Seen as part of the London Film Festival, general release currently TBC.
The Wolf of Wall Street currently stands as the record holder for most “fucks” said in a film. 506 times Martin Scorsese’s animalistic protagonists yell it out, with Casino and Goodfellas not far behind on that list. It’s apt then that he should be executive producer of Uncut Gems, the new hyper tense hyper manic flick from Good Time directors Benny & Josh Safdie, blessed as it is with a veritable smorgasbord of uncouth language. Most of it coming from the mouth of Adam Sandler’s Howard Ratner. A figure very much in the Scorsese mould, over confident, over masculine and over his head. Your adoration of this film will vary wildly depending on if 2 hrs plus of constant yelling, swearing and aggression can be tolerated.
Uncut Gems is set in New York, the Scorsese references continue, albeit a New York that feels fresher on the screen than we’ve seen before. Largely set on the streets of downtown NYC, The Safdie’s whirling camerawork putting us right there with Howard with an almost documentary like tangibility. Howard is a down and dirty jewelry store owner, catering predominately to the rich and famous. Tokens given by said celebrities adorn every part of Howard’s life, from the clothes he wears to the random memorabilia he hawks about in his store. We get a sense that this is what Howard loves most, being part of the upper elite and lording those power players he meets as if they’re his actual friends. We first meet him right in the middle of an intrusive colonoscopy, a smart yet graphic way to show how under attack Howard is at every moment. No part of him is safe as he flies around town cursing those in his way. The Safdie’s, who also write here, keep things fairly simple plot wise. A rare uncut gem has landed in Howard’s possession, one he believes is worth a sizeable amount, and one he shows off to new celebrity ‘friend’ basketballer Kevin Garnett (playing himself). Garnett though is hypnotised by the gem, believing it to hold some sort of power over his game, and asks to borrow it. Howard, the people pleaser that he is, concedes only if it’s back the next day. Sure enough it isn’t returned and so begins a madcap jaunt across the streets to get it back.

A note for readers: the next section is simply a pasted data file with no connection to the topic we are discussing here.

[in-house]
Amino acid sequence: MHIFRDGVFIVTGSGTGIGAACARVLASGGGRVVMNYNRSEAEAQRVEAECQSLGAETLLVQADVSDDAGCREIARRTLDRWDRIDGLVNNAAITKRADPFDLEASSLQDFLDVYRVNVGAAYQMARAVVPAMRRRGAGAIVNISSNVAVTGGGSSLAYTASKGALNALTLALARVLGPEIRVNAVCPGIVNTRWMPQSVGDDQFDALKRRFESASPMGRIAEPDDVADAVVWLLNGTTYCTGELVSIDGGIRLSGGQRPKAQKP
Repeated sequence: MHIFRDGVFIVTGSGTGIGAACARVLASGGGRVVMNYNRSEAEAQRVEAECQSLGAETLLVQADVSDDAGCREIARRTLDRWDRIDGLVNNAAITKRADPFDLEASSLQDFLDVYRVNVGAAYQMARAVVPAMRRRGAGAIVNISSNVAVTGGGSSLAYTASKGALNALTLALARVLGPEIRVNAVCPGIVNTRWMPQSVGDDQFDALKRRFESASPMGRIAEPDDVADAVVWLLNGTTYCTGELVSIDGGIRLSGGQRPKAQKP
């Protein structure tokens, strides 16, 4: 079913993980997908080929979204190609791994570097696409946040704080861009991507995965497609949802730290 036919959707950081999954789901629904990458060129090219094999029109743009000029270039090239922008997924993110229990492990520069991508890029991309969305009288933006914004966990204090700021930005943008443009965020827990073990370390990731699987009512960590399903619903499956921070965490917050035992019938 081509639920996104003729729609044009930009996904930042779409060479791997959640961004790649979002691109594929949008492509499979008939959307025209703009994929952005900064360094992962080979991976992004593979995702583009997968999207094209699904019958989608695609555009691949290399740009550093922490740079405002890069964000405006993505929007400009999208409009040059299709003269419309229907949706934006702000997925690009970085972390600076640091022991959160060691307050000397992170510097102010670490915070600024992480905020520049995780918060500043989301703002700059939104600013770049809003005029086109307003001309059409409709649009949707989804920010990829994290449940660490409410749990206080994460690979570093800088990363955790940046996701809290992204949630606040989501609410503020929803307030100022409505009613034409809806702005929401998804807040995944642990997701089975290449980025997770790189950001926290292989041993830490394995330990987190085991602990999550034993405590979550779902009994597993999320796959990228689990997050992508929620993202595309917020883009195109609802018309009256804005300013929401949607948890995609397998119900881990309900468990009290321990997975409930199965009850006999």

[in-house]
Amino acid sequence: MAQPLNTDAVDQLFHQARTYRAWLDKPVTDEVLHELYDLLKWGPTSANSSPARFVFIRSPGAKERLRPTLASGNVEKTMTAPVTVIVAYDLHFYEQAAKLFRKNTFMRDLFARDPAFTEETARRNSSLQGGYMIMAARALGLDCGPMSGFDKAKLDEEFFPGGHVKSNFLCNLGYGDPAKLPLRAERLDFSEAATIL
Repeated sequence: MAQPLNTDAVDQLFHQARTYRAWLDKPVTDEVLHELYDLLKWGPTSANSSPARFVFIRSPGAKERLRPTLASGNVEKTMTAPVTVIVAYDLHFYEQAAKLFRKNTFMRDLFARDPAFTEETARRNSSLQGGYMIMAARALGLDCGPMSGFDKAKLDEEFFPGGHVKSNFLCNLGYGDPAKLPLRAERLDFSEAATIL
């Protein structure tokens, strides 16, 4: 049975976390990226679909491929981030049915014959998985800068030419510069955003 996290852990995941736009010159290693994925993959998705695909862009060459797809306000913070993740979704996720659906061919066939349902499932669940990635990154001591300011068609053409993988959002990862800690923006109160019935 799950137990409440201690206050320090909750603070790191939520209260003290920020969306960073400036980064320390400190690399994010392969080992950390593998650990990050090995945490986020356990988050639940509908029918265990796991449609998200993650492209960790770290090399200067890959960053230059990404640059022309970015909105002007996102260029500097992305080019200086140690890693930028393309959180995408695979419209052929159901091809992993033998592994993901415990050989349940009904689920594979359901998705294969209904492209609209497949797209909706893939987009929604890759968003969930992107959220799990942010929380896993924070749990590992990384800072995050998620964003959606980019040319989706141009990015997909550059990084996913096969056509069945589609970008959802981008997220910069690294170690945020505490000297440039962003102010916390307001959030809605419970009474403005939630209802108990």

Plot wise that’s pretty much all you get, yet what works here is the world The Safdies create around Howard. We meet brutish gangsters, dodgy bookies and spend time with Howard’s extended family. Each flush with garish energetic personalities, from his seething wife played by Idina Menzel, to his loyal headstrong girlfriend Julia (Julia Fox), to an always welcome Judd Hirsch as the Jewish patriarch. It gives this world such colour and vibrancy that you enjoy just spending time within it. But with one caveat, they’re all equally as obnoxious as Howard. Content to routinely shout over one another, and comfortable with hurting each other either via physical violence or emotional barrages. It doesn’t always make for the most easiest of viewings.
King among them though is Howard Ratner. A fascinating character. He is constantly on the move. Constantly trading one thing for another, one favour for another. All in the purposes of winning big. You see Howard is the quintessential gambler. Addicted to the thrill of the chase regardless of who loses, usually himself. He plays people so beautifully and Sandler dazzles in the role. I’ve never been a particularly big fan of his, never understanding just why he had such a massive comedy following. An often dry performer capable of a monotone that is off putting. In dramatic roles, however, he can surprise. Punch Drunk Love a strong case as to how much he can do with subtlety and silence. Howard is the opposite though. Salty in language and behaviour. There is a good man underneath it all, tiny interactions with his father and Julia show that, but he hasn’t got enough time for all that unnecessary humanity. He’s too busy working on that next fix.